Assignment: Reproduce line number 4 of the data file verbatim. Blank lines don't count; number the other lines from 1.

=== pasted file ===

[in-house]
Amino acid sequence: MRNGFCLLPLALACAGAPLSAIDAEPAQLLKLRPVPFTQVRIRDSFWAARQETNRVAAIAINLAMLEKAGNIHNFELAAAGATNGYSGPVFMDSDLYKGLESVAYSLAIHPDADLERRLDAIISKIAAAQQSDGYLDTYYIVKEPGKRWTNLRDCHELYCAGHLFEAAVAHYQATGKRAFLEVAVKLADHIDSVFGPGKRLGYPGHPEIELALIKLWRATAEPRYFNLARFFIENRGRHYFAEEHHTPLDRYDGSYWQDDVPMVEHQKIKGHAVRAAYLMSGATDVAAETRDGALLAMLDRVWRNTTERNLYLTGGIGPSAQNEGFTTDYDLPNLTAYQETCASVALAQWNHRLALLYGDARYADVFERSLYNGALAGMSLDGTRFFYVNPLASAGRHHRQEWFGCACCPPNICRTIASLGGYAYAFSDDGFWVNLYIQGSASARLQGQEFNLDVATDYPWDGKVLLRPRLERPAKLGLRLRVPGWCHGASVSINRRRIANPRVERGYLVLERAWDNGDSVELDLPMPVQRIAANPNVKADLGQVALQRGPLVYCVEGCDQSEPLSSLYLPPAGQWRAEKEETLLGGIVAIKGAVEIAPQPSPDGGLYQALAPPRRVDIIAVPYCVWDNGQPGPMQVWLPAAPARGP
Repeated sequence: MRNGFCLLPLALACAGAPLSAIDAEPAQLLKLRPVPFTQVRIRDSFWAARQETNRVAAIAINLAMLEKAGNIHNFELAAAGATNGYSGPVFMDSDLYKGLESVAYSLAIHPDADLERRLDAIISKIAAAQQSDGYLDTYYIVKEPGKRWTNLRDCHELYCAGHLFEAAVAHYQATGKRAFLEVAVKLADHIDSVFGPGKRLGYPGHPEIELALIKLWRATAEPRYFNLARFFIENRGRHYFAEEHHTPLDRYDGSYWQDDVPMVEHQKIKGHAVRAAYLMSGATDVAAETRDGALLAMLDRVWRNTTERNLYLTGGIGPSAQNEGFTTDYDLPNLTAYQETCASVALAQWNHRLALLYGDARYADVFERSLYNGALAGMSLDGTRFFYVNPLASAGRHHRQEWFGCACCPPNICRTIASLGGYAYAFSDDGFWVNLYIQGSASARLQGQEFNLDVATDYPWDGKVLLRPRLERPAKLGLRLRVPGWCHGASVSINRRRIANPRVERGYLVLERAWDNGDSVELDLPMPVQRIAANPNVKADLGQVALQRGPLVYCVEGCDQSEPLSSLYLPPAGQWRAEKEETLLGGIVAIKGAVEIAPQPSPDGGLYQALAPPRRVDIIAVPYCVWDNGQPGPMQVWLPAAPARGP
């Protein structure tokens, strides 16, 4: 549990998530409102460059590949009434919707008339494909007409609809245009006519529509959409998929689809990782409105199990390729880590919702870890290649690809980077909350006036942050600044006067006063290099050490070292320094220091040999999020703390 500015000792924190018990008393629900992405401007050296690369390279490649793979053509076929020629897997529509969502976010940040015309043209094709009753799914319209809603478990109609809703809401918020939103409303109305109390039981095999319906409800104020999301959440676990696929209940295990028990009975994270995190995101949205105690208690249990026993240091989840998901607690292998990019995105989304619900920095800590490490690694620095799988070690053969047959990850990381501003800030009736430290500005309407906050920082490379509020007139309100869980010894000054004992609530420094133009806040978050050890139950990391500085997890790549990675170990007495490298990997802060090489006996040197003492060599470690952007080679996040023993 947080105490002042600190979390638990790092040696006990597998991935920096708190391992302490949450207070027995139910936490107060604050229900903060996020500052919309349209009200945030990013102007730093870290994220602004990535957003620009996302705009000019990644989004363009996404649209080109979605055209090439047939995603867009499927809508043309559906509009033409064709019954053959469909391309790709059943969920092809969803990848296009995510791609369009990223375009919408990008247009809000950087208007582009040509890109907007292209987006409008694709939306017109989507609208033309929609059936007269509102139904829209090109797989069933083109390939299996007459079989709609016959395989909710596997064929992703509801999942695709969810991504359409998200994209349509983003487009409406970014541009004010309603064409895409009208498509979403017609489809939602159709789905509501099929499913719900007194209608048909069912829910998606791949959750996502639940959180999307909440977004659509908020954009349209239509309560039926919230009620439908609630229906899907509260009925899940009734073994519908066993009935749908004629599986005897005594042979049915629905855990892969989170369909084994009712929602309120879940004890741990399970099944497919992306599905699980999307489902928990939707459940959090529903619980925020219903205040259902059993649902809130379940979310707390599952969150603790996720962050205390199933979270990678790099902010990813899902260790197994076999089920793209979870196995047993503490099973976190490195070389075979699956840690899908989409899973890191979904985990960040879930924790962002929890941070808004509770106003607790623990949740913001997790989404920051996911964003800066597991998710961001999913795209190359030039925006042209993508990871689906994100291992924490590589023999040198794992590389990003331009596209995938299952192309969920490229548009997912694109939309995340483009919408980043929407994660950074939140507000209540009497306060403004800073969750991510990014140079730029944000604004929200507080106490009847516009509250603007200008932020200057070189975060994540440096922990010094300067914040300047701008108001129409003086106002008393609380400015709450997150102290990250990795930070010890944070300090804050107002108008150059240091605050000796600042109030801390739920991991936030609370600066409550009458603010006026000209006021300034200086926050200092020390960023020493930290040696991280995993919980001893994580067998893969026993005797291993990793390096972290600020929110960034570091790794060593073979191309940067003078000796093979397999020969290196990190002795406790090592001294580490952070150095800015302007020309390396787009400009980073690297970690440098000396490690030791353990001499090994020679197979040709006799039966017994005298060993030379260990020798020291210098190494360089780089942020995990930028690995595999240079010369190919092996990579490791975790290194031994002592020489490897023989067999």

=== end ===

């Protein structure tokens, strides 16, 4: 549990998530409102460059590949009434919707008339494909007409609809245009006519529509959409998929689809990782409105199990390729880590919702870890290649690809980077909350006036942050600044006067006063290099050490070292320094220091040999999020703390 500015000792924190018990008393629900992405401007050296690369390279490649793979053509076929020629897997529509969502976010940040015309043209094709009753799914319209809603478990109609809703809401918020939103409303109305109390039981095999319906409800104020999301959440676990696929209940295990028990009975994270995190995101949205105690208690249990026993240091989840998901607690292998990019995105989304619900920095800590490490690694620095799988070690053969047959990850990381501003800030009736430290500005309407906050920082490379509020007139309100869980010894000054004992609530420094133009806040978050050890139950990391500085997890790549990675170990007495490298990997802060090489006996040197003492060599470690952007080679996040023993 947080105490002042600190979390638990790092040696006990597998991935920096708190391992302490949450207070027995139910936490107060604050229900903060996020500052919309349209009200945030990013102007730093870290994220602004990535957003620009996302705009000019990644989004363009996404649209080109979605055209090439047939995603867009499927809508043309559906509009033409064709019954053959469909391309790709059943969920092809969803990848296009995510791609369009990223375009919408990008247009809000950087208007582009040509890109907007292209987006409008694709939306017109989507609208033309929609059936007269509102139904829209090109797989069933083109390939299996007459079989709609016959395989909710596997064929992703509801999942695709969810991504359409998200994209349509983003487009409406970014541009004010309603064409895409009208498509979403017609489809939602159709789905509501099929499913719900007194209608048909069912829910998606791949959750996502639940959180999307909440977004659509908020954009349209239509309560039926919230009620439908609630229906899907509260009925899940009734073994519908066993009935749908004629599986005897005594042979049915629905855990892969989170369909084994009712929602309120879940004890741990399970099944497919992306599905699980999307489902928990939707459940959090529903619980925020219903205040259902059993649902809130379940979310707390599952969150603790996720962050205390199933979270990678790099902010990813899902260790197994076999089920793209979870196995047993503490099973976190490195070389075979699956840690899908989409899973890191979904985990960040879930924790962002929890941070808004509770106003607790623990949740913001997790989404920051996911964003800066597991998710961001999913795209190359030039925006042209993508990871689906994100291992924490590589023999040198794992590389990003331009596209995938299952192309969920490229548009997912694109939309995340483009919408980043929407994660950074939140507000209540009497306060403004800073969750991510990014140079730029944000604004929200507080106490009847516009509250603007200008932020200057070189975060994540440096922990010094300067914040300047701008108001129409003086106002008393609380400015709450997150102290990250990795930070010890944070300090804050107002108008150059240091605050000796600042109030801390739920991991936030609370600066409550009458603010006026000209006021300034200086926050200092020390960023020493930290040696991280995993919980001893994580067998893969026993005797291993990793390096972290600020929110960034570091790794060593073979191309940067003078000796093979397999020969290196990190002795406790090592001294580490952070150095800015302007020309390396787009400009980073690297970690440098000396490690030791353990001499090994020679197979040709006799039966017994005298060993030379260990020798020291210098190494360089780089942020995990930028690995595999240079010369190919092996990579490791975790290194031994002592020489490897023989067999």